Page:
Columbus later wrote:
They traded with us and gave us everything they had, with good will. They took great delight in pleasing us. They are very gentle and without knowledge of what is evil; nor do they murder or steal. Your highness may believe that in all the world there can be no better people. They love their neighbours as themselves, and they have the sweetest talk in the world, and are gentle and always laughing.
Columbus wasn't so charitable in return and later, on his second voyage, he began to require tribute from the Taíno in Hispaniola. According to Kirkpatrick Sale, each adult over 14 years of age was expected to deliver a hawks bell full of gold every three months, or when this was lacking, twenty-five pounds of spun cotton. If this tribute was not brought, the Spanish cut off the hands of the Taíno and left them to bleed to death. These cruel practices inspired many revolts by the Taíno and campaigns against the Spanish —some being successful, some not.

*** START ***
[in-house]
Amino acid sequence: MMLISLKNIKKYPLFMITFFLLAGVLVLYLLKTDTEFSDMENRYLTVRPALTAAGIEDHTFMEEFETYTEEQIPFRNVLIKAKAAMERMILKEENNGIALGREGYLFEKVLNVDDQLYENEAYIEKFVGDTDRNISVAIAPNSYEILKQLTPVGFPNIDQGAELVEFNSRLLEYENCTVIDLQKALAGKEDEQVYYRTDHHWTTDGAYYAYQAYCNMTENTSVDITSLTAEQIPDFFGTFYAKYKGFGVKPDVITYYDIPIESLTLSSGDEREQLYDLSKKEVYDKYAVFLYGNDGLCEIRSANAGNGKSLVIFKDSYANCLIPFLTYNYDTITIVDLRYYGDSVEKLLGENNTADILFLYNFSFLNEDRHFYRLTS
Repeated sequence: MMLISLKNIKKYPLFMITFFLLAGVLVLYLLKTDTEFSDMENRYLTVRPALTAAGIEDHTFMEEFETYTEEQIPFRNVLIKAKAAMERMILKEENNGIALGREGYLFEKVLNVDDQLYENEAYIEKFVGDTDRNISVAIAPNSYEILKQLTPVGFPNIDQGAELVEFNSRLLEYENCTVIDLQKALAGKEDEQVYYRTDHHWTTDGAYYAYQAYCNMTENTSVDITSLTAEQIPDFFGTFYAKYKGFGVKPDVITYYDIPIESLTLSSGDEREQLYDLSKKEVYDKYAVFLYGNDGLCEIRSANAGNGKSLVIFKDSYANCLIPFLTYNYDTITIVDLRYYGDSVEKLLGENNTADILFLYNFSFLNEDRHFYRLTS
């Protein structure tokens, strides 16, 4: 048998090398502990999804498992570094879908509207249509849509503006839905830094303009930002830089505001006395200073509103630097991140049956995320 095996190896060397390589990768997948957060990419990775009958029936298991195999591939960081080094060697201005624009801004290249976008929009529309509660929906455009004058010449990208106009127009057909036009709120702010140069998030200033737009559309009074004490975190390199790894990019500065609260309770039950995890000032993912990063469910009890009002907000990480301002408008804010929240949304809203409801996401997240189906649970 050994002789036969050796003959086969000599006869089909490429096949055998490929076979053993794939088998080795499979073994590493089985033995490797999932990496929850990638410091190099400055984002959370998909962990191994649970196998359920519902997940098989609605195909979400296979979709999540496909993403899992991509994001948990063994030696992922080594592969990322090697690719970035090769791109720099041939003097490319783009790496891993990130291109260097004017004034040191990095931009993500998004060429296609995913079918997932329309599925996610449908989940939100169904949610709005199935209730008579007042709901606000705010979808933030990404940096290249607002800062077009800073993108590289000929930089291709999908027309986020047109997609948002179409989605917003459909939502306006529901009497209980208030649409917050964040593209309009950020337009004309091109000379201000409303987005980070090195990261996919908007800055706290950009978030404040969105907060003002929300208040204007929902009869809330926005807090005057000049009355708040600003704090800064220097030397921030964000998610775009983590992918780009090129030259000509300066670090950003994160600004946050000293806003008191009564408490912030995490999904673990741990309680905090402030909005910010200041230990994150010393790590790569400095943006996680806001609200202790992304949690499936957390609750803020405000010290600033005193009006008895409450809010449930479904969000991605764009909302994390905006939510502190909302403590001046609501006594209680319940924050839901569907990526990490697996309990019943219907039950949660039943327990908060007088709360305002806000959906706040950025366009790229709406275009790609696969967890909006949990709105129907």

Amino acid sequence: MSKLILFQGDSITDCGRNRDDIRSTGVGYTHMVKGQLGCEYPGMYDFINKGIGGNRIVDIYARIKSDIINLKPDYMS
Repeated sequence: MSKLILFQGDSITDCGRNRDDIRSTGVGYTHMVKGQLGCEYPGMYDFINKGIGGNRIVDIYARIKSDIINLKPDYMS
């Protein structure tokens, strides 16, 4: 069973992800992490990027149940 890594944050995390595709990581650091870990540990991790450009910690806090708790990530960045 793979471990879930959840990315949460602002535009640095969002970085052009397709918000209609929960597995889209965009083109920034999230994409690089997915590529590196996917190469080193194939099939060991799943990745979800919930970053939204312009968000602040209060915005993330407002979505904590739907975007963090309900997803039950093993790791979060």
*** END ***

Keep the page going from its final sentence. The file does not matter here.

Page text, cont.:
Colin had visited Cayo Largo which is an isolated cay east of the Isla de Juventud and south of Zapata. Here he got wonderful film of a female Green Turtle laying her eggs in the sand and later the perilous journey that the hatchlings make to the sea being preyed upon by Common Black Hawks. He had beautiful footage of comparatively tame jutías but he didn't say which species they were. These are large rodents in the family Capromyidae and there are ten species on Cuba though several are restricted to the islands and cays and one or more of these may already be extinct.